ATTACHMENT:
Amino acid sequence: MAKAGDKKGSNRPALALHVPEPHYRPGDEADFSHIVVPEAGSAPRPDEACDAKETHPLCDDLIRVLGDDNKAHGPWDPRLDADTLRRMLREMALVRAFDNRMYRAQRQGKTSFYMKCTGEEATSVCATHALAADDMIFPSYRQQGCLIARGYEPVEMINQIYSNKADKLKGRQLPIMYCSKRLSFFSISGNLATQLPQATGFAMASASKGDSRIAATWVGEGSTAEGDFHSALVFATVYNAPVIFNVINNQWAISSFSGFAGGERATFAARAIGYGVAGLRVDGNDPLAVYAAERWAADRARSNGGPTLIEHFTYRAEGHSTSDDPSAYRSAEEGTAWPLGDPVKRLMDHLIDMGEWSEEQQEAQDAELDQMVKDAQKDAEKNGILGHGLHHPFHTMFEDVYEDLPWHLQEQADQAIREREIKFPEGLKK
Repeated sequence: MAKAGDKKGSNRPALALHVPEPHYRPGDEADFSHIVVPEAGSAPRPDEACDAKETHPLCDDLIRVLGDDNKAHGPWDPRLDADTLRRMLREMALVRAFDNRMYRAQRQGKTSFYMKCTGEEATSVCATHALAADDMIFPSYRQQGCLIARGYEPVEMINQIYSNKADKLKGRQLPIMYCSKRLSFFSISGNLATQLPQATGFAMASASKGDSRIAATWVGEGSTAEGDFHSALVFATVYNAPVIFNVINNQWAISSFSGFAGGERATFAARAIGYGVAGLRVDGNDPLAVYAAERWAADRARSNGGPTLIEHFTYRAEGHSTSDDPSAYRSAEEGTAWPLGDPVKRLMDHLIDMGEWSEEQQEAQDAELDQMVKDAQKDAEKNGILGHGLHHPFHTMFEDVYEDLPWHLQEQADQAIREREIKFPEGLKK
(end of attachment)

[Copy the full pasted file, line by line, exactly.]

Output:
Amino acid sequence: MAKAGDKKGSNRPALALHVPEPHYRPGDEADFSHIVVPEAGSAPRPDEACDAKETHPLCDDLIRVLGDDNKAHGPWDPRLDADTLRRMLREMALVRAFDNRMYRAQRQGKTSFYMKCTGEEATSVCATHALAADDMIFPSYRQQGCLIARGYEPVEMINQIYSNKADKLKGRQLPIMYCSKRLSFFSISGNLATQLPQATGFAMASASKGDSRIAATWVGEGSTAEGDFHSALVFATVYNAPVIFNVINNQWAISSFSGFAGGERATFAARAIGYGVAGLRVDGNDPLAVYAAERWAADRARSNGGPTLIEHFTYRAEGHSTSDDPSAYRSAEEGTAWPLGDPVKRLMDHLIDMGEWSEEQQEAQDAELDQMVKDAQKDAEKNGILGHGLHHPFHTMFEDVYEDLPWHLQEQADQAIREREIKFPEGLKK
Repeated sequence: MAKAGDKKGSNRPALALHVPEPHYRPGDEADFSHIVVPEAGSAPRPDEACDAKETHPLCDDLIRVLGDDNKAHGPWDPRLDADTLRRMLREMALVRAFDNRMYRAQRQGKTSFYMKCTGEEATSVCATHALAADDMIFPSYRQQGCLIARGYEPVEMINQIYSNKADKLKGRQLPIMYCSKRLSFFSISGNLATQLPQATGFAMASASKGDSRIAATWVGEGSTAEGDFHSALVFATVYNAPVIFNVINNQWAISSFSGFAGGERATFAARAIGYGVAGLRVDGNDPLAVYAAERWAADRARSNGGPTLIEHFTYRAEGHSTSDDPSAYRSAEEGTAWPLGDPVKRLMDHLIDMGEWSEEQQEAQDAELDQMVKDAQKDAEKNGILGHGLHHPFHTMFEDVYEDLPWHLQEQADQAIREREIKFPEGLKK